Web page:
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Prachatai calls on public to demand right to information

The public must demand that the government free all websites blocked under the emergency decree, which ended yesterday, in order to defend their right to access information, media executive Chuwat Rerksrisuk said yesterday.

Chuwat is managing editor of, an online independent newspaper, which has been blocked under the decree since April 8 this year.

"I would like to call others whose websites have been officially blocked, and those who use their services, to come out and demand they be unblocked - and make it known how truly valuable is the freedom we have been deprived of," he said

"As for the government, it should learn from the experience [of imposing the emergency decree] that this leads to more divisions in society and it is also impossible to truly shut down [opposition] media," said Chuwat, during a press conference yesterday.

The website, which had to change its Internet address eight times over the past eight months, said many people could not access the site over the period and damage was estimated at Bt5 million. Prior to the blocking of Prachatai on April 8, the site received some 450,000 hits per week - including 87,200 visitors on the days before the blocking. Last week, the figure had dropped to 109,380 hits per week and 29,921 visitors. Under legal pressure, its political Web-board was also terminated in July.

"This is tantamount to shutting down people's mouths, ears and eyes," said Chiranuch Premchaiporn, director of

Yesterday, after 258 days of being blocked and finally changing its temporary address to, part of had been unblocked by some servers - but people were still finding access impossible through servers such as TOT and True.

Both executives urged the public to closely monitor how the Internal Security Act, which has now replaced the emergency decree, would affect basic rights and liberty.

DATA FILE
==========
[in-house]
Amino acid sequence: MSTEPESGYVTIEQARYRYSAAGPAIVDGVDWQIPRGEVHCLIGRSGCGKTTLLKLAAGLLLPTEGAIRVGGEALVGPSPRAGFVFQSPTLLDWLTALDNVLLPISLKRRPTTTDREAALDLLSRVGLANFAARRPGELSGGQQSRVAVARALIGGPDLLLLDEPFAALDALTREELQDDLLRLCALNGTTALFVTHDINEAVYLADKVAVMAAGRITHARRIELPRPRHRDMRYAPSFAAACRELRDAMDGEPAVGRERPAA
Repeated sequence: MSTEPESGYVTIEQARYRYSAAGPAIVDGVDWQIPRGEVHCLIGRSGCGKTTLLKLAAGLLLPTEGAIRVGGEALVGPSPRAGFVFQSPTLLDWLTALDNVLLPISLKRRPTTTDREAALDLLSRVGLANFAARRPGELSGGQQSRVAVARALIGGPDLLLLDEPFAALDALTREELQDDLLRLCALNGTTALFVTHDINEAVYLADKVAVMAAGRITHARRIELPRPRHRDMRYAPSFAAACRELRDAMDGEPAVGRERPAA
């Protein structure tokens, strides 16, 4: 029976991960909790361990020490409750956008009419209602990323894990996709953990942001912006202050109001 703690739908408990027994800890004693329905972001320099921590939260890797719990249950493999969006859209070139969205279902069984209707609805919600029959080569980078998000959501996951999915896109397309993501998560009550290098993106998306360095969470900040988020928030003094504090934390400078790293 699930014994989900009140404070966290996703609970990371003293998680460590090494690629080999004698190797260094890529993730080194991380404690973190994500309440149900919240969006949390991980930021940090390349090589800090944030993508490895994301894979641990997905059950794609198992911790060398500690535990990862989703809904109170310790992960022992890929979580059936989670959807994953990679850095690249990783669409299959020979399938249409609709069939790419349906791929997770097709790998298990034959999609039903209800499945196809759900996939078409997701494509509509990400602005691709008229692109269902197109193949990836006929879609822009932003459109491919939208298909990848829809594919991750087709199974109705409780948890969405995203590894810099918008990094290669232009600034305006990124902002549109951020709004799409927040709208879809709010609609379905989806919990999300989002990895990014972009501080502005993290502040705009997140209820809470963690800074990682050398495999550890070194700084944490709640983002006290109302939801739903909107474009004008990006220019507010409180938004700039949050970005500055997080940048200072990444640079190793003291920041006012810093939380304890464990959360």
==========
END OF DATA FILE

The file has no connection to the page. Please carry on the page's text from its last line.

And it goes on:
The website had earlier filed a lawsuit against Prime Minister Abhisit Vejjajiva, Deputy Prime Minister Suthep Thaugsuban and the ICT Ministry for "unlawfully" blocking the site - but the civil court decided the defendants acted lawfully under the emergency decree. The case is now before the court of appeals.

The site, though not-for-profit, lost income generating opportunities as no one dared put up advertisements on the site and the mobile phone SMS news-service was unilaterally cancelled by the provider for fear of breaking the law.

"It affected the development of Thai mass media. The editorial staff have been affected emotionally, as well as their families. Our work proceeds under a climate of fear... which leads to the lack of freedom in carrying out our task."

In a sign of continued commitment to the freedom of access to information, for the past two weeks reported some of WikiLeak's cables on Thailand that had been self-censored by the mainstream media.

"We must admit that the issue of WikiLeaks [contained information] related to the transition of Thailand into the future... If we are the media, it would be hard for us not to point this out... But we understand the limitations of mainstream media and didn't expect anything from them," said Chuwat.

Chiranuch said that as a consumer of news from the mainstream Thai media, she was simply "disappointed".



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